During the last fifteen years Jean Reno has slowly transformed himself from a successful European actor to a well-recognized name in world cinema. The charismatic Moroccan-Frenchman has built a film resume that includes such internationally renowned hits as Luc Besson's Subway(1985), Le Grand Bleu(1988), Leon(1994), and John Frankenheimer's Ronin(1998). In 1998 Reno was also a part of Roland Emmerich's remake of Godzilla and unfortunately ever since his charisma as an actor has been steadily declining. His Hollywood involvement has hurt his image in France as well and since the release of Les Rivieres Pourpres/The Crimson Rivers, an average thriller, there has hardly been a film that one could consider a success.
For Roseanna, better known as Roseanna's Grave, is one of the last films Reno made before his notorious involvement with Roland Emmerich. A romantic comedy shot entirely in English the pic tells the story of Marcello (Reno) and Rosa (Mercedes Ruehl) who reside peacefully in the most lovable town of the Italian countryside.
The couple owns a small family inn where everyone likes to have a meal. Unfortunately, Rosa is seriously ill and has decided that the only place where she wants to be laid to rest is the practically full public cemetery. As every loving family man in Italy would do Marcello is committed to have one of the remaining three graves for Roseanna. The only problem...Roseanna isn't ready to die yet two of the town's elderly, one of them in a coma, are well on their way to the cemetery. Marcello has to do the impossible and guarantee that no one else dies so he could fulfill Roseanna's wish.
I waited a long time for New Line to release this film on DVD as it was not available anywhere in the world, including Reno's home country (the German poor version was not available at the time). Upon its release back in 1997 I saw For Roseanna twice and could not stop smiling at Reno's character. In an Italian village where everyone speaks English with quite possibly the strongest Italian accents I have ever heard this film is guaranteed to brighten your day. From Reno's heavy walking, the town's dingy cars, the local inn where everyone eats pasta with a bottle of red, the beautiful women, and the impossible for Marcello task of not letting anyone die so he could fulfill Roseanna's wish the pic is indeed a tremendous success.
Directed by Paul Weiland, better known for his directorial involvement with the now notorious British sitcom Mr. Bean, For Roseanna never really pretends to be more than what it is - a light romantic comedy.
Unlike many of the fluff Hollywood mass-produces, however, For Roseanna actually works. Even though the plot suffers from some minor weaknesses, such as the rather predictable outcome of the romance between Marcello and Rosa, not even for a second I felt annoyed by it. On the contrary it made me enjoy every second of this film and wish everyone had as big of a heart as Marcello's.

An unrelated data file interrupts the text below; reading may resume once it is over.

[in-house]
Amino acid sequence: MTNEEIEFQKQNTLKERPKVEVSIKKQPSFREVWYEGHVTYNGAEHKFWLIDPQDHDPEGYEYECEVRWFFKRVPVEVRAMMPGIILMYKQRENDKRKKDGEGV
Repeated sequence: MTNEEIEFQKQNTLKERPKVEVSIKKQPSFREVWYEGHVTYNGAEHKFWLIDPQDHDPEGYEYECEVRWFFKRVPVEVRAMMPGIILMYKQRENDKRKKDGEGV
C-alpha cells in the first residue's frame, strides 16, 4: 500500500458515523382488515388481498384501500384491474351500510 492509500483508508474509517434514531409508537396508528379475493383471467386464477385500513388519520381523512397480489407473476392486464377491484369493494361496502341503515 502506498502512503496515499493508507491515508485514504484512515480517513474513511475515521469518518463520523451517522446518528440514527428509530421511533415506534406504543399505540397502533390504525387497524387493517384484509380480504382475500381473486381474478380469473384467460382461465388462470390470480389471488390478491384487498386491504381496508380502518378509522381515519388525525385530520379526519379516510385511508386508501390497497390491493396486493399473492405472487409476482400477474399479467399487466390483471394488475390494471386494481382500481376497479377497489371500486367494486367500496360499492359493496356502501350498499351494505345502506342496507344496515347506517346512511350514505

How Does The Disc Look?
In a typical for New Line Cinema manner For Roseanna is presented in a solid anamorphic transfer preserving the original aspect ratio of 2.35:1. Deep and vibrant colors, nice contrast, and a flawless print that has little for me to complain. I noticed a tiny bit of edge enhancement and a few dirt specs in the opening scene when the camera zoomed over the village but really nothing that could possibly distract you from a pleasant viewing experience. Perhaps the only problem that I have with this DVD presentation is the fact that New Line has included a Pan/Scan version of the film (similar to the way Columbia used to do with their old releases) which you could select from the main menu. My question is: WHY??
How Does the Disc Sound?
This DVD offers a rather active 5.1 English language track that is neither impressive nor lacking in any way. Good, solid presentation.
Unfortunately aside from a trailer for the main feature and a selection of trailers for other upcoming New Line films there is nothing else on the disc. This is extremely disappointing for me as I was hoping that New Line would include a few deleted scenes, and why not a commentary, it would have been so refreshing to hear Reno speaking. What a missed opportunity.
To say that I was elated when a few months back I found out that For Roseanna will be released by New Line Cinema is an understatement. Folks, believe me when I say that this is Reno at its best. I would easily rank For Roseanna at the top of his career accomplishments among such films as Leon, Le Grand Bleu, and Ronin. A simple film with so much heart...HIGHLY RECOMMENDED.